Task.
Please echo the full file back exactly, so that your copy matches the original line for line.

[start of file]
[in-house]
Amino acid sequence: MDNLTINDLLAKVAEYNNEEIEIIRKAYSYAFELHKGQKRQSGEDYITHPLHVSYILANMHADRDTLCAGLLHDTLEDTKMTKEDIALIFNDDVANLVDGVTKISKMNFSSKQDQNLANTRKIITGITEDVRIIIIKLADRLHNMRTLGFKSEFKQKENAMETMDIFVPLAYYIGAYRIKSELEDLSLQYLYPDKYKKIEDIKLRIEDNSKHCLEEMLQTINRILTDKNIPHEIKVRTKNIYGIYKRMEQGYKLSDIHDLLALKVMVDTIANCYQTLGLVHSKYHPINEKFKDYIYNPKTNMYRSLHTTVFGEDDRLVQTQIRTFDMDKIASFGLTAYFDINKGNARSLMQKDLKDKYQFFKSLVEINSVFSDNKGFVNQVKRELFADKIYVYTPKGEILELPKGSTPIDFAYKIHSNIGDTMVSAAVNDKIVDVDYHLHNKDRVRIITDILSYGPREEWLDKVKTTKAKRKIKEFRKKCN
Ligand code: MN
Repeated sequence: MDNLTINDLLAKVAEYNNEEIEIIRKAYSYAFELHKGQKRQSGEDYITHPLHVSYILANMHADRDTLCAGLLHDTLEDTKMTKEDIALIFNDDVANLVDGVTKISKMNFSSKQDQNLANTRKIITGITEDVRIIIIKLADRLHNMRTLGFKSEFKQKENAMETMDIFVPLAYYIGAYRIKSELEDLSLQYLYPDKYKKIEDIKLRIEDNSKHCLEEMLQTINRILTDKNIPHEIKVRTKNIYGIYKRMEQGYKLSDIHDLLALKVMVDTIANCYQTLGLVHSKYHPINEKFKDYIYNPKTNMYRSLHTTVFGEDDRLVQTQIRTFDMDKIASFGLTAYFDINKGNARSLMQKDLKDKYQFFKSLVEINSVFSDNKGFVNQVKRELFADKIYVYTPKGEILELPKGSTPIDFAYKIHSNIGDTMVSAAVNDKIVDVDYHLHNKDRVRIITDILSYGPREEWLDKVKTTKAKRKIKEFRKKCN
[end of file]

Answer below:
[in-house]
Amino acid sequence: MDNLTINDLLAKVAEYNNEEIEIIRKAYSYAFELHKGQKRQSGEDYITHPLHVSYILANMHADRDTLCAGLLHDTLEDTKMTKEDIALIFNDDVANLVDGVTKISKMNFSSKQDQNLANTRKIITGITEDVRIIIIKLADRLHNMRTLGFKSEFKQKENAMETMDIFVPLAYYIGAYRIKSELEDLSLQYLYPDKYKKIEDIKLRIEDNSKHCLEEMLQTINRILTDKNIPHEIKVRTKNIYGIYKRMEQGYKLSDIHDLLALKVMVDTIANCYQTLGLVHSKYHPINEKFKDYIYNPKTNMYRSLHTTVFGEDDRLVQTQIRTFDMDKIASFGLTAYFDINKGNARSLMQKDLKDKYQFFKSLVEINSVFSDNKGFVNQVKRELFADKIYVYTPKGEILELPKGSTPIDFAYKIHSNIGDTMVSAAVNDKIVDVDYHLHNKDRVRIITDILSYGPREEWLDKVKTTKAKRKIKEFRKKCN
Ligand code: MN
Repeated sequence: MDNLTINDLLAKVAEYNNEEIEIIRKAYSYAFELHKGQKRQSGEDYITHPLHVSYILANMHADRDTLCAGLLHDTLEDTKMTKEDIALIFNDDVANLVDGVTKISKMNFSSKQDQNLANTRKIITGITEDVRIIIIKLADRLHNMRTLGFKSEFKQKENAMETMDIFVPLAYYIGAYRIKSELEDLSLQYLYPDKYKKIEDIKLRIEDNSKHCLEEMLQTINRILTDKNIPHEIKVRTKNIYGIYKRMEQGYKLSDIHDLLALKVMVDTIANCYQTLGLVHSKYHPINEKFKDYIYNPKTNMYRSLHTTVFGEDDRLVQTQIRTFDMDKIASFGLTAYFDINKGNARSLMQKDLKDKYQFFKSLVEINSVFSDNKGFVNQVKRELFADKIYVYTPKGEILELPKGSTPIDFAYKIHSNIGDTMVSAAVNDKIVDVDYHLHNKDRVRIITDILSYGPREEWLDKVKTTKAKRKIKEFRKKCN